Celebrated Portuguese luthiers face end of the line

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Espinho (Portugal) (AFP)

Surrounded by planers and other woodworking tools, Joaquim Capela carefully sculpts a new bridge for a violin at a tiny workshop in northern Portugal as it drizzles outside.

Capela, 51, is a third-generation luthier, whose family's prize-winning instruments have been sought after for nearly a century by top musicians around the world, such as the late Russian cellist Mstislav Rostropovich.

But he is set to be the last since his 22-year-old son Tiago has no desire to continue the family business, preferring instead to become a surgeon.

The musical instruments "mean a lot to us but it's nothing compared to a son doing what he loves," says Capela, as he holds up the finished bridge, which supports the strings and transmits their vibrations to the body of a violin.

"If he is happy, that is what counts for me. If I am like my father, I still have at least another 30 years to make instruments."

Seated nearby, his father Antonio Capela, 85, quietly goes about changing the strings and turning the pegs of a cello at the workshop in Anta, a picturesque town that is home to around 10,000 people near Porto, Portugal's second-largest city.

"Aside from the two or three days of the year when I have my usual cold, I never stop working, even on weekends," he says in a soft voice.

- 'Many orders' -

It takes on average about two and a half months for the Capelas to make a new string instrument, which sells for at least 3,000 euros ($3,700).

"We have so many orders that it takes us generally two years to honour them," says Joaquim, who started learning the craft as a child.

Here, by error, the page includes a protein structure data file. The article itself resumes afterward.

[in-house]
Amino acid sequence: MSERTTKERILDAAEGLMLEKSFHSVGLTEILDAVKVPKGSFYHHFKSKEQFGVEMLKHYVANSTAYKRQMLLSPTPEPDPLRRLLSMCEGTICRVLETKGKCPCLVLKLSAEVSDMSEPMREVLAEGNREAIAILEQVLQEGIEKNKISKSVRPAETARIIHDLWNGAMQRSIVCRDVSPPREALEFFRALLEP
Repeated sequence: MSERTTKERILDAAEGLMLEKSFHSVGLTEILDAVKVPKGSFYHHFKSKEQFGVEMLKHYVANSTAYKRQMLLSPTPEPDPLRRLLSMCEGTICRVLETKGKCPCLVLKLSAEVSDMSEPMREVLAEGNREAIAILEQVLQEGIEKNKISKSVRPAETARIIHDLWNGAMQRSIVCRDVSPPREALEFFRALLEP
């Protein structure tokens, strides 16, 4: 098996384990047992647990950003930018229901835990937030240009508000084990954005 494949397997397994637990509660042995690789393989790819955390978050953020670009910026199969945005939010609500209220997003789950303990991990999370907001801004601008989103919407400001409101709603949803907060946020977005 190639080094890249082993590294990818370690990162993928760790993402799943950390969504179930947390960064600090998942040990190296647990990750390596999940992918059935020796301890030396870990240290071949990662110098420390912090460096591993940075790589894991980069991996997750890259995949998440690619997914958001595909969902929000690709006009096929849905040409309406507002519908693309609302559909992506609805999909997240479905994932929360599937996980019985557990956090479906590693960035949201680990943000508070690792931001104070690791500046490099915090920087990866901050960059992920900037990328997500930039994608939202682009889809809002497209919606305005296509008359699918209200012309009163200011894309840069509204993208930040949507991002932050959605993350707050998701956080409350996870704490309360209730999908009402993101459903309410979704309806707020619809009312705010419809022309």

Their story as luthiers began in 1924, when Joaquim's carpenter grandfather, Domingos Capela, agreed to repair the violin of an Italian-Brazilian musician, who belonged to the orchestra of the neighbouring town of Espinho.

The musician was thrilled with the results and recommended Domingos to other members of the orchestra.

As time went by the Capelas started to count top musicians as their clients, among them Rostropovich, considered to be among the world?s greatest cellists.

Photos of the Russian musician, who died in 2007, are proudly displayed on a wall of the Capelas' workshop, alongside violins, violas and cellos.

The Capelas in 1972 won the top four prizes in the prestigious Henryk Wieniawski international violin making competition, which is held every five years in Poland, as well as the top prize in a highly respected Japanese competition in 1989.

- Balkan maple, Italian spruce -

"To make a quality violin, you have to choose the wood well," says Antonio, who studied his craft in Paris and the northern Italian city of Cremona, considered to be the cradle of violin making.

The Capelas use only Balkan maple for the back of their violins and Italian spruce for the sounding board.

"They have great acoustic qualities," says Antonio, taking the first violin made by his father out of its storage case to show AFP.

The other secret of their success is the varnish they use to coat their instruments whose smell fills the workshop in Anta. The Capelas credit the varnish with giving their violins a distinctive timbre.

"In Cremona in Italy, the village of the violin, the other luthiers often ask me for the formula of my varnish, I simply answer that it is the same as theirs," says Antonio, before breaking out into a mischievous smile.

- 'Name will last' -

Ana Mula, a Spanish professional cellist, drove 550 kilometres (340 miles) from Madrid with her father to get her two cellos repaired by the Capelas.

"I saw a luthier in Madrid but his work disappointed me. The Capelas have a great reputation in Spain, so I am ready to stay in Portugal as long as it takes and pay the necessary price for my cellos," she said.

Antonio says he is still very moved whenever he hears a musician play one of his "children of wood" as he likes to call the instruments he makes.

"The problem is that after my son and I, there will be nobody to make violins," he says.

While the Capelas could pass on their craft to someone outside the family, they prefer not to.

"As the proverb says, 'It is better to die honourably than to live dishonourably'," Antonio adds, suggesting the family would rather stop with their reputation for top-notch quality intact than have someone else continue, with the quality possibly suffering.

"Everything has a beginning and an end," says Joaquim. "Our violins will still be there after several generations as evidence of our craft.

"The instruments can be destroyed, but not the name, it will last."